That wonderful body of water, Lake Tahoe, needs more than good intentions to keep it clean, blue, clear and ours. We all agree on that. That’s where our formal organizations come in. They direct, we volunteer, and Tahoe benefits. So who’s doing the directing for Lake Tahoe?
In the 1960s some were seeing a city the size of San Francisco in the Tahoe Basin. Then, in 1969, the sight of freeways ringing the lake was avoided by the creation of the first bi-state regional environmental planning agency in the country. The TahoeRegional Planning Agency (trpa.org), a compact adopted by California and Nevada, ratified by Congress and signed by President Nixon, has had its detractors, but our Lake is still blue, clear and relatively un-crowded.
The League to Save Lake Tahoe, commonly known as Keep Tahoe Blue (keeptahoeblue.org), has been actively working since 1957 “to protect the public’s interest in a pristine lake, rather than acquiesce to short-term political, economic or private interests.” Keep Tahoe Blue looks for volunteers, donations and new members.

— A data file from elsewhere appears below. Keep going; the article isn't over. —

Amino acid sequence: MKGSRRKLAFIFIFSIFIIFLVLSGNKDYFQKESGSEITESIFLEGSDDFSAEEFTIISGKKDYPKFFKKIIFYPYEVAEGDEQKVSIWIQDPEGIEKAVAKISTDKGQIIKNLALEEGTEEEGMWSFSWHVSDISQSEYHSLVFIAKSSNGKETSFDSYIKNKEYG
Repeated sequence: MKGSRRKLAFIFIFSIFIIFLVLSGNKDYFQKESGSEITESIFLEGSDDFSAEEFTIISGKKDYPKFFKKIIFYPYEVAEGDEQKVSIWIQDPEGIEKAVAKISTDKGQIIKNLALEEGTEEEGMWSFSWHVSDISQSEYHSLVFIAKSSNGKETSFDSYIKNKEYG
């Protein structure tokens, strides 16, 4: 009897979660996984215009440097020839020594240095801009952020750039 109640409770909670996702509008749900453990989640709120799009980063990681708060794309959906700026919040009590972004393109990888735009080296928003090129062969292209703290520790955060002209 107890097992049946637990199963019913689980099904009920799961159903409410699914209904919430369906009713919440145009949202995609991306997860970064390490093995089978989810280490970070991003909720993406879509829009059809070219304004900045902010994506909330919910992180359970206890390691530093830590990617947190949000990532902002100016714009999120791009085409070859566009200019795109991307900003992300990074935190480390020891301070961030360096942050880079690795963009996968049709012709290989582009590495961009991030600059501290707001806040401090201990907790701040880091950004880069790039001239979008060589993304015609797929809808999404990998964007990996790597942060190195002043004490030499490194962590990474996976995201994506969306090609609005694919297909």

The California Tahoe Conservancy’s (tahoe.ca.gov) mission is to “restore and sustain a balance between the natural and the human environment, and between public and private uses at Lake Tahoe” since 1984. The Conservancy’s web site sets out what everyone can do to help sustain the Tahoe basin; everything from buying special license plates to simply picking up after your pet.
UC Davis Tahoe Environmental Research Center (terc.ucdavis.edu) researches Tahoe water quality, ecology and Tahoe’s watershed. It maintains six buoys and rafts on the Lake, along with six meteorological stations on watershed land surrounding Lake Tahoe. The Tahoe Science Center sponsors outreach and education programs for the public.
Tahoe Resource Conservation District (tahoercd.org) “is one of nearly 3,000 conservation districts across the country helping people to protect land, water, forests, wildlife, and related natural resources.” This organization sponsors volunteers and distributes publications about aquatic invasive species, landscape conservation, and stormwater monitoring.
There are more, of course, from small grassroots clubs to the giants like the U.S. Forest Service and the Nevada Department of Forestry, and California Forestry department. They all can use our help.